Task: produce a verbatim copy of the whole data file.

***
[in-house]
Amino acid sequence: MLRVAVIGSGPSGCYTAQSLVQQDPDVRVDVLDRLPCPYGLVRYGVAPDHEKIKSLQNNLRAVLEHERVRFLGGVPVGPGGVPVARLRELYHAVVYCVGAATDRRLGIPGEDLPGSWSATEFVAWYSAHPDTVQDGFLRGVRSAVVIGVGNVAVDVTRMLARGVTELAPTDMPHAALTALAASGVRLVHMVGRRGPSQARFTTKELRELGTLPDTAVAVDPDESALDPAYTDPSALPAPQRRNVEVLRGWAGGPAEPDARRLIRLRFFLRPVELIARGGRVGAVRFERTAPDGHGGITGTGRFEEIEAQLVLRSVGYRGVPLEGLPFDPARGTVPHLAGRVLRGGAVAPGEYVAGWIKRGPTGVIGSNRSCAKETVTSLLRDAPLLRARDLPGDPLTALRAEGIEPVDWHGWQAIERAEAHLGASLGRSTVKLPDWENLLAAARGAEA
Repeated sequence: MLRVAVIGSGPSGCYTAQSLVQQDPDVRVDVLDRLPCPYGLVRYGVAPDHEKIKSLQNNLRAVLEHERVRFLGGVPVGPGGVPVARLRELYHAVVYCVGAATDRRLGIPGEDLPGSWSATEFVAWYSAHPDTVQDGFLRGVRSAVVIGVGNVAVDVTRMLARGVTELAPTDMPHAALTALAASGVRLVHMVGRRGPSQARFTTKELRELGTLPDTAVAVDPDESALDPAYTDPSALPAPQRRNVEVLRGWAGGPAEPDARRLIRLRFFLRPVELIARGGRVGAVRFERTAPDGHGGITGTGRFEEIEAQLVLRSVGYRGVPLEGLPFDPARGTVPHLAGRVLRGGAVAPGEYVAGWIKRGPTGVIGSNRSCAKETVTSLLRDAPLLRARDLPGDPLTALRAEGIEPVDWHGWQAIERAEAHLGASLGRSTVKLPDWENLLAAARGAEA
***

[in-house]
Amino acid sequence: MLRVAVIGSGPSGCYTAQSLVQQDPDVRVDVLDRLPCPYGLVRYGVAPDHEKIKSLQNNLRAVLEHERVRFLGGVPVGPGGVPVARLRELYHAVVYCVGAATDRRLGIPGEDLPGSWSATEFVAWYSAHPDTVQDGFLRGVRSAVVIGVGNVAVDVTRMLARGVTELAPTDMPHAALTALAASGVRLVHMVGRRGPSQARFTTKELRELGTLPDTAVAVDPDESALDPAYTDPSALPAPQRRNVEVLRGWAGGPAEPDARRLIRLRFFLRPVELIARGGRVGAVRFERTAPDGHGGITGTGRFEEIEAQLVLRSVGYRGVPLEGLPFDPARGTVPHLAGRVLRGGAVAPGEYVAGWIKRGPTGVIGSNRSCAKETVTSLLRDAPLLRARDLPGDPLTALRAEGIEPVDWHGWQAIERAEAHLGASLGRSTVKLPDWENLLAAARGAEA
Repeated sequence: MLRVAVIGSGPSGCYTAQSLVQQDPDVRVDVLDRLPCPYGLVRYGVAPDHEKIKSLQNNLRAVLEHERVRFLGGVPVGPGGVPVARLRELYHAVVYCVGAATDRRLGIPGEDLPGSWSATEFVAWYSAHPDTVQDGFLRGVRSAVVIGVGNVAVDVTRMLARGVTELAPTDMPHAALTALAASGVRLVHMVGRRGPSQARFTTKELRELGTLPDTAVAVDPDESALDPAYTDPSALPAPQRRNVEVLRGWAGGPAEPDARRLIRLRFFLRPVELIARGGRVGAVRFERTAPDGHGGITGTGRFEEIEAQLVLRSVGYRGVPLEGLPFDPARGTVPHLAGRVLRGGAVAPGEYVAGWIKRGPTGVIGSNRSCAKETVTSLLRDAPLLRARDLPGDPLTALRAEGIEPVDWHGWQAIERAEAHLGASLGRSTVKLPDWENLLAAARGAEA